Science & Research
Volume III - 7.1 Objective
Section 7 – Private Laboratory Guidance
|EFFECTIVE DATE: 10/01/2003||REVISED: 01/30/13|
The objective of this section is to establish a uniform, systematic, and effective approach to ensuring that private laboratories performing analyses on FDA-regulated imported commodities submit scientifically sound data. Although FDA has no legislative authority to directly regulate these laboratories, this guidance is provided to ensure the scientific credibility of data submitted to the agency.
Importers are responsible for ensuring that the articles they import comply with all provisions of the Federal Food, Drug and Cosmetic Act. In some instances, products may be detained as soon as they are offered for entry into the United States. This procedure, detention without physical examination (DWPE), is based on past history or other information indicating that the product may be out of compliance with federal laws and regulations. Products or shippers that have met the criteria for DWPE are identified on Import Alerts, which disseminate information to FDA personnel about problems and violative trends. (www.fda.gov/ora/fiars/ora_import_alerts.html )
The owner or consignee of the detained entry has the option of hiring a private laboratory to test the commodity. If the analysis provides evidence that the entry is in compliance with federal laws and regulations, it may be released. In cases where the product has been shown to be out of compliance, the importer may apply for authorization to recondition it. The firm may then contract the services of a private laboratory to assess the reconditioning.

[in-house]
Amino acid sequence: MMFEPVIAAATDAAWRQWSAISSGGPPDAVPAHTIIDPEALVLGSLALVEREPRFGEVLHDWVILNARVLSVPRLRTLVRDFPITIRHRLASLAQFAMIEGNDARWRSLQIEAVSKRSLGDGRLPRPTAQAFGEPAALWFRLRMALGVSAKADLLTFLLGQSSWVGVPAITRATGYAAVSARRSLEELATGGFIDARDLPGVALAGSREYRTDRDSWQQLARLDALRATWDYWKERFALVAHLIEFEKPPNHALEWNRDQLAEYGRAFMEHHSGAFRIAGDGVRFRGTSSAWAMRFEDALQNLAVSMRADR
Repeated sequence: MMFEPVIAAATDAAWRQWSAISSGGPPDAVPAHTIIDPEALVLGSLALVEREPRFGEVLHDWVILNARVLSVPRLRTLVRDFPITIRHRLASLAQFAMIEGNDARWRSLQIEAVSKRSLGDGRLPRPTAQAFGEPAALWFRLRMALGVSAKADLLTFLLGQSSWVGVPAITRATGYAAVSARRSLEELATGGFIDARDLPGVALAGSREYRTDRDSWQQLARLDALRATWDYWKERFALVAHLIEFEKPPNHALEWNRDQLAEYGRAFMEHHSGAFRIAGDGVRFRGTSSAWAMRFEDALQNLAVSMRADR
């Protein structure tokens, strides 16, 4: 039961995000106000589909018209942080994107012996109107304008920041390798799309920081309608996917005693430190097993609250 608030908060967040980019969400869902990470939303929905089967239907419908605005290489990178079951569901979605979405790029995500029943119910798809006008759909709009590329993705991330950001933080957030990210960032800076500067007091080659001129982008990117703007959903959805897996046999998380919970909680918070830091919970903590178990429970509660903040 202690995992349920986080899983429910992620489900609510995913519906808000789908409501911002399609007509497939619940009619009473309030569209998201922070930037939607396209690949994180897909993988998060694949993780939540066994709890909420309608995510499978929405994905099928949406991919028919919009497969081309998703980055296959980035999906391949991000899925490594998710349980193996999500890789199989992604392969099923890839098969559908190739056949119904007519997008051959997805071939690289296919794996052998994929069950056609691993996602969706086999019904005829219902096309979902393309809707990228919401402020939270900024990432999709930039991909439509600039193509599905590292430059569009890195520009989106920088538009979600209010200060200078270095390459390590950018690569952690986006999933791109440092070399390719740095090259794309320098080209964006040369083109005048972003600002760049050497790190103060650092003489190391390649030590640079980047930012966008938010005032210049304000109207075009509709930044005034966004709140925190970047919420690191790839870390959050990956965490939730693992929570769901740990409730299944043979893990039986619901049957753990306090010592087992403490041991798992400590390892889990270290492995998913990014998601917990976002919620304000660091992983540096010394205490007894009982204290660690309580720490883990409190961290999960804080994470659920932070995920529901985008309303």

FDA has the obligation of evaluating the analytical data submitted by private laboratories to determine whether import entries comply with the Act and can be released for sale. FDA is to be assured that the scientific data presented is technically valid, has been obtained using sound methods of sampling and analysis, and has recognized quality assurance measures applied.
While this guidance is written in reference to private laboratories, it is really the importer that is ultimately responsible for the entry's compliance with applicable laws and regulations. If a private laboratory does not provide acceptable evidence and documentation to support the credibility of its analysis, the importer bears the responsibility and consequences of the inadequacy.
Although FDA has legal authority over regulated imported products, it does not have such direct authority over the private laboratories. (Note: This applies to private laboratories that analyze imported products. Laboratories that test domestic products may be subject to different regulations. For example, private laboratories used by pharmaceutical firms are to register as manufacturers with the agency and are subject to GMPs. Such laboratories are not addressed in this guidance.) The agency can make decisions on a lot-by-lot basis regarding the entries submitted for importation. The acceptability of the work performed by the private laboratory is an important element in this decision.
It should be noted that because circumstances vary among district offices and laboratories, there is no single set of procedures that can be prescribed for the entire field. For example, districts that are physically near their servicing laboratory can more easily call on them to perform such services as on-site assessment visits than districts that are not. For this reason, this is a guidance document that recommends suggested procedures. Districts and field laboratories may adapt them to their needs.